How to Figure Mortgage Interest Rates & Payments

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The basic business points of most mortgages can be summed up in four numbers. The mortgage's interest rate determines how much you pay for the money you're borrowing, the term specifies how long the loan lasts, the present value is the amount of money that you're borrowing, and the payment is what you have to pay every month. If you know three of those variables, you can solve for the fourth. You can do it on a financial calculator, but any spreadsheet can also do the mortgage math for you. Solving these statistics by hand requires elementary calculus, so, for most people, a spreadsheet is the best way to go.

Open a blank spreadsheet in your chosen spreadsheet program.

Enter the interest rate for your mortgage in cell A1 as a percentage. For instance, if you're looking at a loan with a 5.25-percent interest rate, enter "5.25%" without the quotation marks. If you want to solve for the interest rate, leave this cell blank.

Enter the loan's term in months in cell A2, right below the interest rate or the blank cell. For a 30-year loan, enter "360" without the quotation marks. If you don't know the term in months, you can enter "=X*12" without the quotation marks, with X as the number of years on your mortgage.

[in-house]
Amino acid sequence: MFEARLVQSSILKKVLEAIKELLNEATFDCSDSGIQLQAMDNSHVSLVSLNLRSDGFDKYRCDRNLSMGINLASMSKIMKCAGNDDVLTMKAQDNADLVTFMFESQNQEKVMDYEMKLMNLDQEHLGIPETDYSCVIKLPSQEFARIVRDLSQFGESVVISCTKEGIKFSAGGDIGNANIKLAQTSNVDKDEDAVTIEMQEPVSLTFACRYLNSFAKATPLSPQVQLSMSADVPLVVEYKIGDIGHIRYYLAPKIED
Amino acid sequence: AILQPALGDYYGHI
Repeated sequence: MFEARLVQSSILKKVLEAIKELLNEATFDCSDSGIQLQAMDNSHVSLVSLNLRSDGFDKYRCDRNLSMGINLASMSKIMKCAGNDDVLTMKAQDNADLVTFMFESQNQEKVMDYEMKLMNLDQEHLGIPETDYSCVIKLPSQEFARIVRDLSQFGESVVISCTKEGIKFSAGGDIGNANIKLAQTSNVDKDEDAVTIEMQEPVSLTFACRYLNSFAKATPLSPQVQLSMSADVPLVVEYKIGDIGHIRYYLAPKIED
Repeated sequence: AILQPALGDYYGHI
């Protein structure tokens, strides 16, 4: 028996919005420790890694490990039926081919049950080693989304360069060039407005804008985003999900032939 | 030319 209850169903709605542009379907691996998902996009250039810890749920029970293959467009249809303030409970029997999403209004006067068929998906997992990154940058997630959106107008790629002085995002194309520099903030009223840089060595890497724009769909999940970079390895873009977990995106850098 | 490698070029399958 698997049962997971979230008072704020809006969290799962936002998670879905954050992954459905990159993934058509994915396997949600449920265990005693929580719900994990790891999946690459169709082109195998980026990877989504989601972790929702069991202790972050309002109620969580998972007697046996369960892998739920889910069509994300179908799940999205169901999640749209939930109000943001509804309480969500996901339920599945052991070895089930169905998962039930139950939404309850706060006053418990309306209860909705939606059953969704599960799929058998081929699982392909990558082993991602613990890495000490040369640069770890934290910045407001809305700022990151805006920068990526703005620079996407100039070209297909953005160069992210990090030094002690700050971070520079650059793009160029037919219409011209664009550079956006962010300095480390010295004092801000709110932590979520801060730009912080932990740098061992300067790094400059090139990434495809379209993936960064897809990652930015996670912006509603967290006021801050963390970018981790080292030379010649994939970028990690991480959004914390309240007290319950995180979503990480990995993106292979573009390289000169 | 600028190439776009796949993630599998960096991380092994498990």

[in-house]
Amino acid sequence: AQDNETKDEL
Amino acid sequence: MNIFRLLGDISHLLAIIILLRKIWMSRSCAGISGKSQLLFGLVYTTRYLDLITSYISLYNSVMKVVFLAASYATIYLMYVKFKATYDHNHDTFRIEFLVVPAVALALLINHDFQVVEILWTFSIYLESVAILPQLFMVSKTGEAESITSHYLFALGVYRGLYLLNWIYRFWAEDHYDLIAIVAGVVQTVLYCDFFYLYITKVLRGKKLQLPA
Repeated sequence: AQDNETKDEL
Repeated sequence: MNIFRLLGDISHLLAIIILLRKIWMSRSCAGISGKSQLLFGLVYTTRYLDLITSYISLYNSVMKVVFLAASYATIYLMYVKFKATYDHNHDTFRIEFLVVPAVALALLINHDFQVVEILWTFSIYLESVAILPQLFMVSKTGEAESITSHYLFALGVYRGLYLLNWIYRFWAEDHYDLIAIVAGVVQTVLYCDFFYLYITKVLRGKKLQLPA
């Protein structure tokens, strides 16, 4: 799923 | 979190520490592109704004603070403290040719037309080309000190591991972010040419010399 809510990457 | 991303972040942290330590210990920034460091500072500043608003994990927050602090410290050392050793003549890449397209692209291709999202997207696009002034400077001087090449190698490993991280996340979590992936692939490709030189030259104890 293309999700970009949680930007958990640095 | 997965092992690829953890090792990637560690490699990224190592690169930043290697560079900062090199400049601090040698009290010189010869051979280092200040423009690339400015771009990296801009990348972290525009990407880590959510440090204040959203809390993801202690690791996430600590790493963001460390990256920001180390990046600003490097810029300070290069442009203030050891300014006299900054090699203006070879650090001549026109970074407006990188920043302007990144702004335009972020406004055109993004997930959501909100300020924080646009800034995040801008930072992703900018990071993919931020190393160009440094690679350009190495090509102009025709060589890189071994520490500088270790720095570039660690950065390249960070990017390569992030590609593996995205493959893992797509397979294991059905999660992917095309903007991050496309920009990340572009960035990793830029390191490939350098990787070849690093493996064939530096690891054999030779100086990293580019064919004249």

Enter the mortgage's monthly payment in cell A3. For instance, if you have a 30-year $195,000 mortgage and know that the payment is $1,076.80, enter "1076.80" without the quotation marks. If you don't know the payment amount, leave this cell blank.

Enter the loan amount as a negative number in cell A5. If you're taking out a $195,000 mortgage, enter "-195000" without the quotation marks.

Solve for the payment by entering the following formula, without the quotation marks, in cell A6 "=PMT(A1/12,A2,A4)" into Microsoft Excel or the Google Docs spreadsheet. If you're using OpenOffice, enter "=PMT(A1/12;A2;A4)" without the quotation marks.

Enter this command, without the quotation marks or period, into cell A6 on Excel or Google Docs to find the yearly interest rate: "=RATE(A2,A3,A4)_12." The format is the same for OpenOffice, but with semicolons instead of commas -- "=RATE(A2;A3;A4)_12." (ref 5)


  • If the rate shows up as a single digit followed by a percentage sign in Excel, right-click it and click the "Increase Decimal" button.


  • The instructions in this article apply to the versions of Google Docs, Microsoft Excel and OpenOffice that were current as of the date of publication. They may or may not apply with different versions of these programs or with other spreadsheets.